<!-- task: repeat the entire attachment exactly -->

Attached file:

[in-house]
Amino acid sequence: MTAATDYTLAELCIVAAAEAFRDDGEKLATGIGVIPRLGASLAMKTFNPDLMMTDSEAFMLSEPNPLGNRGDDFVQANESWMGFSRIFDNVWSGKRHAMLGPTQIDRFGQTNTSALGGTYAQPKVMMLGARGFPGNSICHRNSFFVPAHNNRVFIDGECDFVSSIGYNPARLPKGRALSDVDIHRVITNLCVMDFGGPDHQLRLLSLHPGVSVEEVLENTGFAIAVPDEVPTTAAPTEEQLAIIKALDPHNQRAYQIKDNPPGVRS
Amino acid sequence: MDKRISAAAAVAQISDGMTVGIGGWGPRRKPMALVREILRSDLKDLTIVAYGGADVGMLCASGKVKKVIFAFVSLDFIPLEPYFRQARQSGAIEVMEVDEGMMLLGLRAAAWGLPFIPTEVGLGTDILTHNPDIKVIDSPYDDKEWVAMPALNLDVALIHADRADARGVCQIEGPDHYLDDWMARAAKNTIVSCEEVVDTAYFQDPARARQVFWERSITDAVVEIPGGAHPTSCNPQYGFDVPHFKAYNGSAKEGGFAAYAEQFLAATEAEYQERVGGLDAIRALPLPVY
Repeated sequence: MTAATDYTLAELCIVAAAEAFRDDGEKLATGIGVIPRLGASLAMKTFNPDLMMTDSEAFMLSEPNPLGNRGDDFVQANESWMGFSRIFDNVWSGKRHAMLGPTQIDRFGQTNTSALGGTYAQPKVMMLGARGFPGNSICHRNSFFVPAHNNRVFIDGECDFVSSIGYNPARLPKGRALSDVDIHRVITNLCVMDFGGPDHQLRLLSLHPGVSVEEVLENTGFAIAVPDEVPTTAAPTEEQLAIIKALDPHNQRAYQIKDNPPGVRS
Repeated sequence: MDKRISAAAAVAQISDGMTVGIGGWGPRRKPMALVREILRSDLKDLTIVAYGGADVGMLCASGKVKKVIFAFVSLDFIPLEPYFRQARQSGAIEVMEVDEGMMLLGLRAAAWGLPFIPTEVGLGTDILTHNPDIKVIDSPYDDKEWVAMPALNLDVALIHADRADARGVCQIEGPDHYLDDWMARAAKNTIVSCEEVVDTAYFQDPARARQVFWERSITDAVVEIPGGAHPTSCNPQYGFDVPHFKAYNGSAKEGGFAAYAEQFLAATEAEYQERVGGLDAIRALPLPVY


[in-house]
Amino acid sequence: MTAATDYTLAELCIVAAAEAFRDDGEKLATGIGVIPRLGASLAMKTFNPDLMMTDSEAFMLSEPNPLGNRGDDFVQANESWMGFSRIFDNVWSGKRHAMLGPTQIDRFGQTNTSALGGTYAQPKVMMLGARGFPGNSICHRNSFFVPAHNNRVFIDGECDFVSSIGYNPARLPKGRALSDVDIHRVITNLCVMDFGGPDHQLRLLSLHPGVSVEEVLENTGFAIAVPDEVPTTAAPTEEQLAIIKALDPHNQRAYQIKDNPPGVRS
Amino acid sequence: MDKRISAAAAVAQISDGMTVGIGGWGPRRKPMALVREILRSDLKDLTIVAYGGADVGMLCASGKVKKVIFAFVSLDFIPLEPYFRQARQSGAIEVMEVDEGMMLLGLRAAAWGLPFIPTEVGLGTDILTHNPDIKVIDSPYDDKEWVAMPALNLDVALIHADRADARGVCQIEGPDHYLDDWMARAAKNTIVSCEEVVDTAYFQDPARARQVFWERSITDAVVEIPGGAHPTSCNPQYGFDVPHFKAYNGSAKEGGFAAYAEQFLAATEAEYQERVGGLDAIRALPLPVY
Repeated sequence: MTAATDYTLAELCIVAAAEAFRDDGEKLATGIGVIPRLGASLAMKTFNPDLMMTDSEAFMLSEPNPLGNRGDDFVQANESWMGFSRIFDNVWSGKRHAMLGPTQIDRFGQTNTSALGGTYAQPKVMMLGARGFPGNSICHRNSFFVPAHNNRVFIDGECDFVSSIGYNPARLPKGRALSDVDIHRVITNLCVMDFGGPDHQLRLLSLHPGVSVEEVLENTGFAIAVPDEVPTTAAPTEEQLAIIKALDPHNQRAYQIKDNPPGVRS
Repeated sequence: MDKRISAAAAVAQISDGMTVGIGGWGPRRKPMALVREILRSDLKDLTIVAYGGADVGMLCASGKVKKVIFAFVSLDFIPLEPYFRQARQSGAIEVMEVDEGMMLLGLRAAAWGLPFIPTEVGLGTDILTHNPDIKVIDSPYDDKEWVAMPALNLDVALIHADRADARGVCQIEGPDHYLDDWMARAAKNTIVSCEEVVDTAYFQDPARARQVFWERSITDAVVEIPGGAHPTSCNPQYGFDVPHFKAYNGSAKEGGFAAYAEQFLAATEAEYQERVGGLDAIRALPLPVY